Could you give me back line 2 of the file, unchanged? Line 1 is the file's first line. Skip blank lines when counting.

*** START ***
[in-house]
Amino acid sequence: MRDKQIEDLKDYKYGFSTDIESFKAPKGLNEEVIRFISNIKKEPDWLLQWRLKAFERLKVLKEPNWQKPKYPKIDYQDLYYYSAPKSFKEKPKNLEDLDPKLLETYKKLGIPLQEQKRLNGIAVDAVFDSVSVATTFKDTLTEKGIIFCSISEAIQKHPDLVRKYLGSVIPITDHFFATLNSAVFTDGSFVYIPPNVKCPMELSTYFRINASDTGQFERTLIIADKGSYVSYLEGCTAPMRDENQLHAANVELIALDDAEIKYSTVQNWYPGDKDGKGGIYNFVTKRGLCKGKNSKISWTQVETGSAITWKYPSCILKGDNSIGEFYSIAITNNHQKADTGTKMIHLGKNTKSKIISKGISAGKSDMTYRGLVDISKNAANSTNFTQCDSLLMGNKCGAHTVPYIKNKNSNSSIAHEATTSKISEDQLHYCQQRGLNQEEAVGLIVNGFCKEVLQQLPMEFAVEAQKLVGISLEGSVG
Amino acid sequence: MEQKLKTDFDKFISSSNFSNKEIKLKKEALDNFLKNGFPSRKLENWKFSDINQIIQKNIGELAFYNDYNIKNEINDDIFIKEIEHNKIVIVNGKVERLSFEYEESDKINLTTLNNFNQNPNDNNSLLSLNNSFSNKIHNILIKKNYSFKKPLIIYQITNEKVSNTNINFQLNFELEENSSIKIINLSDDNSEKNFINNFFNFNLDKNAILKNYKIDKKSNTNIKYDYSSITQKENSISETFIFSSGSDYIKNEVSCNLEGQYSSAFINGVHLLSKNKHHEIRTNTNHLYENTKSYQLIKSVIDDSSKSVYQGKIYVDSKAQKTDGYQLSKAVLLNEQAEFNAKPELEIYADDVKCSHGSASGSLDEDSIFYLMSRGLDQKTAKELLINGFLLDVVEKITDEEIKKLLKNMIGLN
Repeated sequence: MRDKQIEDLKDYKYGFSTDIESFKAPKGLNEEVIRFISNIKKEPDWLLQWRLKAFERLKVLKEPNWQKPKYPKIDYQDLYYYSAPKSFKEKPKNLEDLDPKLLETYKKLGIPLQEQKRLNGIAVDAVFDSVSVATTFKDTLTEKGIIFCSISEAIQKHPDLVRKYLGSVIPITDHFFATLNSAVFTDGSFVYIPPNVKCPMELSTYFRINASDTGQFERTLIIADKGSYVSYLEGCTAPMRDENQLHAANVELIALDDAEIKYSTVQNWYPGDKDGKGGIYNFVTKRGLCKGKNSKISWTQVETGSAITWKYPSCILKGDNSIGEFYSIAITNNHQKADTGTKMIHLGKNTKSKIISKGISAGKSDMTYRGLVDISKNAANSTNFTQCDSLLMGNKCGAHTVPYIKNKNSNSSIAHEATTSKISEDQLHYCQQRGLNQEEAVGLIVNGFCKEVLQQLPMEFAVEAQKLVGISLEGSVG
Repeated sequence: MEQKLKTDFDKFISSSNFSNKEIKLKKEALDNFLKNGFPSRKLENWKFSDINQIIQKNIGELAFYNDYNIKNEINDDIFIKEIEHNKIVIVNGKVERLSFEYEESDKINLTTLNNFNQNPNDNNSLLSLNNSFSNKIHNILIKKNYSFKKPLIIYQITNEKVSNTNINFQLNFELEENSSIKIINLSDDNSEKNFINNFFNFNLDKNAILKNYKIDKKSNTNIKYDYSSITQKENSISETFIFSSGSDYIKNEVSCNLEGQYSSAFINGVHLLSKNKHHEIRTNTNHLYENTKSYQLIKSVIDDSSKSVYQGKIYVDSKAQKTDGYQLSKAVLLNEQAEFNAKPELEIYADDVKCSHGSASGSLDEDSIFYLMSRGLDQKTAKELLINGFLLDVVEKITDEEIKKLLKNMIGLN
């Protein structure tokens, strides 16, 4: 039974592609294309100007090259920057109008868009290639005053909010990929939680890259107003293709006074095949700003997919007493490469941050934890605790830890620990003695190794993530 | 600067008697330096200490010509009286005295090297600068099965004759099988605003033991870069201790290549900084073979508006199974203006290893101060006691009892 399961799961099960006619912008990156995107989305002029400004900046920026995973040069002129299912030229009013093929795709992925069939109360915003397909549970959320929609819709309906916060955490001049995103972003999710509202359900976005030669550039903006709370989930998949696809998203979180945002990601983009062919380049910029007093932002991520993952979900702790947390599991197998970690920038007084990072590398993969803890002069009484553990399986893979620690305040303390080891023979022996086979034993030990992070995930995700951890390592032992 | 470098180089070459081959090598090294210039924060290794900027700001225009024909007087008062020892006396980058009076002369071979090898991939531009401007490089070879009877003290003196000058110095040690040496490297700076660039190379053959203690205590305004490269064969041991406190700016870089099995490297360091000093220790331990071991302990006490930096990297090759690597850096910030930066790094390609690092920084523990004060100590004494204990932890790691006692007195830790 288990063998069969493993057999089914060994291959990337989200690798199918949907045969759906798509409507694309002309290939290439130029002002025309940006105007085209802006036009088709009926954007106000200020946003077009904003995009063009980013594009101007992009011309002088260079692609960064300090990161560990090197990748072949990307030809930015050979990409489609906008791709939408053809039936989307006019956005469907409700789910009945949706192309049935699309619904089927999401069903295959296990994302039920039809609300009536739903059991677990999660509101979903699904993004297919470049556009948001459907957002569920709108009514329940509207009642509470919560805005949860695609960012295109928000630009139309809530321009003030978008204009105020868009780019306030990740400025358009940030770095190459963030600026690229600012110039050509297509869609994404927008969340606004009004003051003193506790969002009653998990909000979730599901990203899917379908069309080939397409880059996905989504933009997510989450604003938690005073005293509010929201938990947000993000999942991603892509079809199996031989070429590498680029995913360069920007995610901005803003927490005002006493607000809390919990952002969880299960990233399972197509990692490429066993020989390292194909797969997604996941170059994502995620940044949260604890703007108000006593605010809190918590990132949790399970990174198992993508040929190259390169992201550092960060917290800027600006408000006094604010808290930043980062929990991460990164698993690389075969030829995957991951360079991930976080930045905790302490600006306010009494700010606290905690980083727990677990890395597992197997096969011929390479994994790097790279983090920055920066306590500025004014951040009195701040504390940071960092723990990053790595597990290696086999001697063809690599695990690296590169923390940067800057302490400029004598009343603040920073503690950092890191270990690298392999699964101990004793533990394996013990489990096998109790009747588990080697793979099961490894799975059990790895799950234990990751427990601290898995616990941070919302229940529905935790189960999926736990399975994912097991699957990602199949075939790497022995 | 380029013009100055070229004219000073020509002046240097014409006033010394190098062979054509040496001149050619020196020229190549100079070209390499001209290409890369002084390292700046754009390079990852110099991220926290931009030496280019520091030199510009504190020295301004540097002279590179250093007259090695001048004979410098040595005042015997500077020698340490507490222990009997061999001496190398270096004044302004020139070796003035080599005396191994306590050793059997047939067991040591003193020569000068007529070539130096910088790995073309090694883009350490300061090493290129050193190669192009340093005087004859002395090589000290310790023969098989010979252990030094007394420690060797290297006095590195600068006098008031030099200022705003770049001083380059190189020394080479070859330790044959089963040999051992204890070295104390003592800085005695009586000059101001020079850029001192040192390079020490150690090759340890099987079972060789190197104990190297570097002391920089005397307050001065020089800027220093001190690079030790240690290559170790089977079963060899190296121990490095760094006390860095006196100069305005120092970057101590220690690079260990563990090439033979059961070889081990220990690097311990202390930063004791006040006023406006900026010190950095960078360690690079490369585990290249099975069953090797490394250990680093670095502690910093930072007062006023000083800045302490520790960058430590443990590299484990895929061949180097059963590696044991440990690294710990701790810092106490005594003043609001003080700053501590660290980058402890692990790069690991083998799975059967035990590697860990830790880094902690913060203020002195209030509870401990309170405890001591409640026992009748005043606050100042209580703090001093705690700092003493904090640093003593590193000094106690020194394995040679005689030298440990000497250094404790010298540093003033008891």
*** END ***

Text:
Amino acid sequence: MRDKQIEDLKDYKYGFSTDIESFKAPKGLNEEVIRFISNIKKEPDWLLQWRLKAFERLKVLKEPNWQKPKYPKIDYQDLYYYSAPKSFKEKPKNLEDLDPKLLETYKKLGIPLQEQKRLNGIAVDAVFDSVSVATTFKDTLTEKGIIFCSISEAIQKHPDLVRKYLGSVIPITDHFFATLNSAVFTDGSFVYIPPNVKCPMELSTYFRINASDTGQFERTLIIADKGSYVSYLEGCTAPMRDENQLHAANVELIALDDAEIKYSTVQNWYPGDKDGKGGIYNFVTKRGLCKGKNSKISWTQVETGSAITWKYPSCILKGDNSIGEFYSIAITNNHQKADTGTKMIHLGKNTKSKIISKGISAGKSDMTYRGLVDISKNAANSTNFTQCDSLLMGNKCGAHTVPYIKNKNSNSSIAHEATTSKISEDQLHYCQQRGLNQEEAVGLIVNGFCKEVLQQLPMEFAVEAQKLVGISLEGSVG